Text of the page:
Operation Cloud Lab

Confirmed for BBC Two on 23 July at 8.00pm to 9.00pm

Ep 2/2

Wednesday 23 July



Continuing their journey across the USA in the world’s largest airship, the Cloud Lab team encounter the dry western states before reaching the spectacular Pacific coast. Over the arid desert, the change in environment is immediately apparent - warm thermal air currents rising from its surface send the airship careering through the air.

Studying the relationship between life and the atmosphere, the team questions how the atmosphere changes with altitude - from close to the Earth’s surface to the edge of the jet stream - and how that impacts upon the life found there.

Microbiologist Dr Chris Van Tulleken and former paratrooper Andy Torbet search for living microorganisms in the ‘death zone’ of high-altitude. Andy undertakes a highly technical skydive, known as a ‘high altitude, high opening,’ or HAHO for short. Jumping from 26,000 feet, Andy has to overcome sub-freezing temperatures and fatally low levels of oxygen.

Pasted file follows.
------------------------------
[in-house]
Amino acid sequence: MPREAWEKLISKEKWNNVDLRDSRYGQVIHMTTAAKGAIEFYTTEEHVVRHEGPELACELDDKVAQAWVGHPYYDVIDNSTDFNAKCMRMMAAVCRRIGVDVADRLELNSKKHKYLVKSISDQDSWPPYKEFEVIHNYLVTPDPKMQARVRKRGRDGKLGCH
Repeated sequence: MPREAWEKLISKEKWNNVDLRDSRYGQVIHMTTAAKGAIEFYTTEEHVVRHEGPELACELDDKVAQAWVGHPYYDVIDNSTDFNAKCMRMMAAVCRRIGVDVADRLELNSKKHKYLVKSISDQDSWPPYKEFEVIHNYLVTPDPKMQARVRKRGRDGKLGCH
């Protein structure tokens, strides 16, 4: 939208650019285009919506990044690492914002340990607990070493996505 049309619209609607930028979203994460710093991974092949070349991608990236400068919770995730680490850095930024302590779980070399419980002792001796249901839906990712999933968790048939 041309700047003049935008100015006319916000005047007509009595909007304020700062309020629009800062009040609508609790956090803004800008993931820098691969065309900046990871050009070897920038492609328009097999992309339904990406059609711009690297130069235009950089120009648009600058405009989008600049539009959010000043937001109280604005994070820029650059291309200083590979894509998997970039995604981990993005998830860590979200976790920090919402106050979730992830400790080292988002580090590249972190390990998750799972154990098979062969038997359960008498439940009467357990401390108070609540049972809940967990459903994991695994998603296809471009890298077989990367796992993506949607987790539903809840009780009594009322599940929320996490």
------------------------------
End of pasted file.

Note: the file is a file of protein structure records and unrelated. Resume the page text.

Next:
Their success in finding bacteria at altitude adds to other studies that demonstrate that life is far more robust than previously imagined. That in turn opens up all sorts of possibilities for the prospects for life in other extreme environments, beyond our planet.

Aboard the airship, expedition leader Felicity Aston and Dr Jim McQuaid explore the impact of human behaviour upon the atmosphere, questioning whether cities can create their own weather.

They unravel a mysterious increase in rainfall over the desert city of Phoenix, Arizona. A temperature survey of the city and the surrounding desert by both day and night reveals that the city generates thermals that force moist air upward where it cools and ultimately forms rain.

Dr Sarah Beynon enjoys her own close encounter with the Pacific wind and experiences first hand how animals use it. Taking to the air on a paraglider, she observes a trained Harris hawk as it circles her. It’s a unique opportunity to study up-close the adaptations that enable these birds to exploit updrafts and thermals to fly vast distances.